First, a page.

NHS England's weekly surveillance report showed case detections decreased slightly probably due to half-term.

Case rates have fallen slightly in 5-39 year olds but increased in over 40s.

The COVID-19 hospitalisation rate was 13.23 per 100,000 compared to 10.36 the previous week.

Today's daily data were not available at the time of publication.

Nurse Arrested

A 73 year old nurse, Ylenia Angeli, was arrested for a period of time for trying to take her 97 year old mother out of a care home in Market Weighton in East Yorkshire yesterday ahead of today's lockdown.

The family had not been able to see the elderly woman for 9 months. However, police said they had a legal duty to return the woman to the care home.

Humberside Police Chief Constable, Chris Noble, said in a statement:  "We understand that this is an emotional and difficult situation for all those involved. We sympathise with all families who are in this position and will continue to provide whatever support we can to both parties."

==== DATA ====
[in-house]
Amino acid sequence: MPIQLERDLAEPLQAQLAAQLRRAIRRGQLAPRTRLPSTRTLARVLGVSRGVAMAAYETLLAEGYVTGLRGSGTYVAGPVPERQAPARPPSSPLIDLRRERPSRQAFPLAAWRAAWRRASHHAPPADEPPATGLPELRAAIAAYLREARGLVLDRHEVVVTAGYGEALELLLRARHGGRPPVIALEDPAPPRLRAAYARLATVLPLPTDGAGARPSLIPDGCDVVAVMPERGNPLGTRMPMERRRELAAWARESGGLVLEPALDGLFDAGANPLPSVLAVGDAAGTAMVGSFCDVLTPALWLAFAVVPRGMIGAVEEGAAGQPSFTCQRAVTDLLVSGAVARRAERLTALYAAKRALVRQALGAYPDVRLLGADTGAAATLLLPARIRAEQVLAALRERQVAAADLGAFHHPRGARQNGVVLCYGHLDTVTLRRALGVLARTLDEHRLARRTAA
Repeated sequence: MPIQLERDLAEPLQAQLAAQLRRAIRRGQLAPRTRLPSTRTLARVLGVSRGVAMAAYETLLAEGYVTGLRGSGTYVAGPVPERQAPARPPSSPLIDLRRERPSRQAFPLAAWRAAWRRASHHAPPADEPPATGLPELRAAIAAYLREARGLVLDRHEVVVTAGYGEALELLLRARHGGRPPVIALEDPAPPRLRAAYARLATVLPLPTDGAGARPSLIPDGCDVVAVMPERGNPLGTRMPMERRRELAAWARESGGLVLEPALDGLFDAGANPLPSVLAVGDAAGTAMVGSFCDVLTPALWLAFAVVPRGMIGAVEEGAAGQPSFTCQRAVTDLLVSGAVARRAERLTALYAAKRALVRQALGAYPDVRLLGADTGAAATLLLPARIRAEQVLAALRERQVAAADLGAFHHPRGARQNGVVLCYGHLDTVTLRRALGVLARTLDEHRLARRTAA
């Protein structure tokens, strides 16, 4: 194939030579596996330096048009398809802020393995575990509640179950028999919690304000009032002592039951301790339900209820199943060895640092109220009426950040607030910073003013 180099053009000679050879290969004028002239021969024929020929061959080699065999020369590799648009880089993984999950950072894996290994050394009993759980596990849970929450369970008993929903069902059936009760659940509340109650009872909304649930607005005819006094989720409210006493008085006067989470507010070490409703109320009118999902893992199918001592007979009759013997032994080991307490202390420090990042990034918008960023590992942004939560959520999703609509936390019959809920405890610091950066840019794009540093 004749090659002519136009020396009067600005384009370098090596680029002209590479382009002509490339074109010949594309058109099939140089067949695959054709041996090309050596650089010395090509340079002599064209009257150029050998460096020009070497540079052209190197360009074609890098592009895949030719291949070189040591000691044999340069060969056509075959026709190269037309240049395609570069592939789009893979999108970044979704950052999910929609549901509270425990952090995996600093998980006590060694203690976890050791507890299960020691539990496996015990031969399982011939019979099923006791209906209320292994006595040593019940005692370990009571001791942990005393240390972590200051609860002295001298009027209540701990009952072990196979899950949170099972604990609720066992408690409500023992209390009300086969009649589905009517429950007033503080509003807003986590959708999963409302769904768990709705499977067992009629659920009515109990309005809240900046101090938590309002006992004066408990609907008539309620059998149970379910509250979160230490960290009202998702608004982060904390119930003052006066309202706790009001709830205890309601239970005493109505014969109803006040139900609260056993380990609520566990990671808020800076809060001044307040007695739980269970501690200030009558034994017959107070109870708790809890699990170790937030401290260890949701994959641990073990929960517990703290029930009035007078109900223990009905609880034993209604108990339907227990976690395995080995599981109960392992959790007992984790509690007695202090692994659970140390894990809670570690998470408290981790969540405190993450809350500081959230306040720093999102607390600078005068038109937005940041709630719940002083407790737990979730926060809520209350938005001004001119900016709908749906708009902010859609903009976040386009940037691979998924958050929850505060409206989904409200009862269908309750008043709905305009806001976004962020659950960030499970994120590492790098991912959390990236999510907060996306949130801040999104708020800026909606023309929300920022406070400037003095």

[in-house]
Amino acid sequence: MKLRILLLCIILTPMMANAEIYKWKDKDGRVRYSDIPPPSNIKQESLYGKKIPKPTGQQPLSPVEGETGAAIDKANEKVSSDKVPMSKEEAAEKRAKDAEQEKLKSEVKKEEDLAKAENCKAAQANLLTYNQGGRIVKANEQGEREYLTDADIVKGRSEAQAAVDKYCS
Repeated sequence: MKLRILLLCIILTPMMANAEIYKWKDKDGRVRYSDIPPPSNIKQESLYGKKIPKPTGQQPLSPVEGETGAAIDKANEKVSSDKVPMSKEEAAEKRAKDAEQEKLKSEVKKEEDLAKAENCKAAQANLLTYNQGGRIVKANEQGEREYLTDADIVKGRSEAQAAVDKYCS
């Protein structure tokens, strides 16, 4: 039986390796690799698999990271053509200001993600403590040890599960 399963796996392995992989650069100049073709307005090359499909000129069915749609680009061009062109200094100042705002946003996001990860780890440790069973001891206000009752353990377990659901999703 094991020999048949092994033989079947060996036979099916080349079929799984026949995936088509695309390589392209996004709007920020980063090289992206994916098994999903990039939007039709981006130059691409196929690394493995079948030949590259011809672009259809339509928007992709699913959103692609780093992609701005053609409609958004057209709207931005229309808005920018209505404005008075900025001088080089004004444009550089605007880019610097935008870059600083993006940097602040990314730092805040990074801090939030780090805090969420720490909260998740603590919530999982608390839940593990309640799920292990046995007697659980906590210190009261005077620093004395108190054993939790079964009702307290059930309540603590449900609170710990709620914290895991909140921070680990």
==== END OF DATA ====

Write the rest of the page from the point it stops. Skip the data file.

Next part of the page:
COVID-Secure Visiting for Care Homes

Despite England being under a new lockdown, care home visits should continue in a COVID-secure way, new guidance said.

England's Health and Social Care Secretary, Matt Hancock, commented: "It is vital high quality, compassionate care and infection control remains at the heart of every single care home to protect staff and residents' lives, but we must allow families to reunite in the safest way possible."

In other new guidance, secondary school and college students and staff in England will now have to wear face coverings in communal spaces, outside of classrooms, where social distancing cannot be maintained.

Convalescent Plasma Recipient Becomes Donor

John Curtis, 58, from Romford was given convalescent plasma when he became ill with COVID-19. Now he's become the first recipient to also become a plasma donor.

Credit: NHSBT

In a news release he said: "I am surprised to be the first recipient donor albeit I am very happy to be able to take part in such an important programme. I think everyone who had COVID should be asked about donating during follow up care."

NHS Blood and Transplant said around 1750 patients have now received convalescent plasma as part of the RECOVERY and REMAP-CAP trials.

A study in India recently reported no benefit of the treatment. But UK experts said the trial was too small to give clear results.

See more global coronavirus updates in Medscape’s Coronavirus Resource Centre.